A selection of tantalising gelato creations from 16 gelato businesses all over Australia and New Zealand can be sampled as they compete for international “gelatieri” or “gelato artisans” stardom at The Gelato World Tour, held in Carlton’s Piazza Italia or Argyle Place South, just off the city’s Italian cultural hub Lygon Street.
The tour is designed to educate visitors about the Italian inspired treat, raise awareness of the Italian culture and promote local businesses that whip up such delicious delights.
The tour commenced in Rome, then moved to Valencia and is now in Melbourne. Melbourne was chosen chosen to host the event thanks to its diverse multiculturalism and love of food. After it’s stint in Melbourne, the tour will progress to Dubai, Sao Paulo, Shanghai, Austin, Berlin and will conclude in Rimini where finalists from each city will attempt to dream up and make the world’s best gelato.
“This Gelato World Tour represents a commercial (exchange), a cultural exchange and, above all, it really does show Melbourne and Italy increasingly closer together… We are delighted that Gelato World Tour has made Melbourne its third leg.” Beverley Pinder-Mortimer, Councilor of Melbourne said in a press release.
The tour also precedes the Carlton Italian Festa, which is to be held on Sunday October 27.
Organisers from Italian food manufacturer Sigep and Carpigiani Gelato University are quick to point out that there are key differences between and ice cream and gelato, and that they are definitely not one and the same.
“There is a very big difference,” explains International Marketing Manager of Sigep-Rimini Fiera and the Tour’s Master of Ceremonies Alessandro Piccinini.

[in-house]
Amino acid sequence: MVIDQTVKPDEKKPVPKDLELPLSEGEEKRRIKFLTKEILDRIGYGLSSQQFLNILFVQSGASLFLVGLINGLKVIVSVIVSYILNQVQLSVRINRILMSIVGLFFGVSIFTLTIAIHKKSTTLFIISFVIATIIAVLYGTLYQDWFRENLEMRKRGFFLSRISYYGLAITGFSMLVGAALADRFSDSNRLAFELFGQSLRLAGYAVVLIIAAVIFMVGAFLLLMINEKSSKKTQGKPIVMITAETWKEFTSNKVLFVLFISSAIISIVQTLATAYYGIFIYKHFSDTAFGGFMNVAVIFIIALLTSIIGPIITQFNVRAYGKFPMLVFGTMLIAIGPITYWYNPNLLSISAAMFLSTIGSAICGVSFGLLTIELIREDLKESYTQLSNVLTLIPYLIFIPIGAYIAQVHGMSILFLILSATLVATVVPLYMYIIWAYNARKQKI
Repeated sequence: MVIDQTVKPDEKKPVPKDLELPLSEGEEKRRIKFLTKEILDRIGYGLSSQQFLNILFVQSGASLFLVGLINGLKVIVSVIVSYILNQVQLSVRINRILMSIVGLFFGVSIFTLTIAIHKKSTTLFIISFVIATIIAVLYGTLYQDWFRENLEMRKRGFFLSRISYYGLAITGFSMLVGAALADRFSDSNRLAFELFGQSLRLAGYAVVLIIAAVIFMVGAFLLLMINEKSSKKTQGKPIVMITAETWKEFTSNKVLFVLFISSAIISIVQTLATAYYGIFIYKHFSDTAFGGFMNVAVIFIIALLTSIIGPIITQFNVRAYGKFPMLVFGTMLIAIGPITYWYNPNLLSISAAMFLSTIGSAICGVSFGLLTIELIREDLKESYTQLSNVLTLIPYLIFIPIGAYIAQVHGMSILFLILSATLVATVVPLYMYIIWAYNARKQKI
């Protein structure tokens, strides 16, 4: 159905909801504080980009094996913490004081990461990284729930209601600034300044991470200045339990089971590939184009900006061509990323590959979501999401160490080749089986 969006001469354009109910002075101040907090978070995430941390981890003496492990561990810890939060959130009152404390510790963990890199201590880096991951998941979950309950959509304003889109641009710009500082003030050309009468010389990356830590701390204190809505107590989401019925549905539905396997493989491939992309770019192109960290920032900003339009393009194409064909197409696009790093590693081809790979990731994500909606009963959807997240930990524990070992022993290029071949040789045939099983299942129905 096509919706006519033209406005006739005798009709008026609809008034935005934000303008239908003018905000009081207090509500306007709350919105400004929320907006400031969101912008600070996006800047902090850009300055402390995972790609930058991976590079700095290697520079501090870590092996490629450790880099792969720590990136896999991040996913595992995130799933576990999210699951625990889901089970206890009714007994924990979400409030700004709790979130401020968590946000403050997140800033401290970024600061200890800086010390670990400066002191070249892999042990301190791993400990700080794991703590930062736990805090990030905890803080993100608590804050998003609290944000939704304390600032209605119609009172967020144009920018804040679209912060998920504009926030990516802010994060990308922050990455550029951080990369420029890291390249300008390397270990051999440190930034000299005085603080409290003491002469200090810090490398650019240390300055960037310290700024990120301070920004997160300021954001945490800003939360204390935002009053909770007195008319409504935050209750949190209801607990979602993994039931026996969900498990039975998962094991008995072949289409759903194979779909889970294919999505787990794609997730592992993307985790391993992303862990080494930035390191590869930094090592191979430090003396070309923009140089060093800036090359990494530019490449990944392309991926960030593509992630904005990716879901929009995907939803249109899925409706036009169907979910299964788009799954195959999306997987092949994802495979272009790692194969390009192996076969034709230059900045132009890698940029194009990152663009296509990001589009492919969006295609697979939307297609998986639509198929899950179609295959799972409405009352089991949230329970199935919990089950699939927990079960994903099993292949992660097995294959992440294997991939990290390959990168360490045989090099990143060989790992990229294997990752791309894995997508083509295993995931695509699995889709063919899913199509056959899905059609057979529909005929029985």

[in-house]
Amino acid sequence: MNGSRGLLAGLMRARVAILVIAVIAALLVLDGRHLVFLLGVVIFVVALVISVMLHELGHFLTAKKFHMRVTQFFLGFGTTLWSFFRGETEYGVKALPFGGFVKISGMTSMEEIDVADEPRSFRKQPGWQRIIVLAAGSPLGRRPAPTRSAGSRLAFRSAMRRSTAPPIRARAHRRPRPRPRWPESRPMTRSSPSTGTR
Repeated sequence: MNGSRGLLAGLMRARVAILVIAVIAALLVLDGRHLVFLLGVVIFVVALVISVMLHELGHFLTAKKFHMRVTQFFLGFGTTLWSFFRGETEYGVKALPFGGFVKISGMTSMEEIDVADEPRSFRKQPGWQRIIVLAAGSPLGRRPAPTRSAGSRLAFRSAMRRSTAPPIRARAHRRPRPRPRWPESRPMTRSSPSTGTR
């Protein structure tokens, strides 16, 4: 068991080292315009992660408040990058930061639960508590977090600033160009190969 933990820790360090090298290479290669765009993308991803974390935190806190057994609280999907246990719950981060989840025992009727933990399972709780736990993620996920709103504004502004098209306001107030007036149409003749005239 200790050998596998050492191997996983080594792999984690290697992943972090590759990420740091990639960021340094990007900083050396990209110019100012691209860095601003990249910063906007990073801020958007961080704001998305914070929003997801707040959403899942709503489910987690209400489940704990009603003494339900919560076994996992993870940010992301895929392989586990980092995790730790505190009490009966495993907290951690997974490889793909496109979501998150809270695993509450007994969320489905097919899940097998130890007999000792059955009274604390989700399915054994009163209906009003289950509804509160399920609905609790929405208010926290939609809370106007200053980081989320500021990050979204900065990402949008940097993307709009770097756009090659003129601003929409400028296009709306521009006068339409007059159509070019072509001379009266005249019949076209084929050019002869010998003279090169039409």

“Artisan gelato is healthy food. You can prepare the gelato with fresh ingredients, fresh milk, natural flavours and usually you can use the typical food of the location you have [local produce]. Ice cream the flavour is similar around the world.”
Artisans concoct their products daily, and, as the gelato is made daily it does away with the preservatives found in mass produced ice cream. Still, gelato should be consumed responsible quantities and individuals must be mindful of their intake at all times.
Gelato flavours on offer are varied, however, chocolate did seem to be the ingredient of choice for many makers. Others made liberal use of nuts, berries and other fruits.
Visitors can also learn about gelato’s historical origins and attend master classes conducted by teachers from Carpigiani Gelato University. Tasting over, guests are encouraged to vote for their favourite gelato.
The University has organised courses in Melbourne and Sydney both of which organisers say are nearly fully booked and offer individuals the opportunity to acquire gelato making skills.
Organisers are expecting around 2,700 gelato aficionados – the same number of patrons that attended the first two legs – to visit Piazza Italia over the course of the weekend, however a bleak weather forecast suggests that such numbers may be overly optimistic.
Competing artisans will have their works licked, sampled and critiqued by a panel of judges led by celebrity chef Guy Grossi who will decide on a winner for the Melbourne leg of the tour on Sunday afternoon.
The Gelato World Tour runs from Saturday the 26th of October from 11am to 9:30pm and Sunday 27th of October from 11am to 7pm. Entry is free, however five gelato tastes costs $10.
Feature Image: Wiki Commons
In Text Images: Matt Calvitto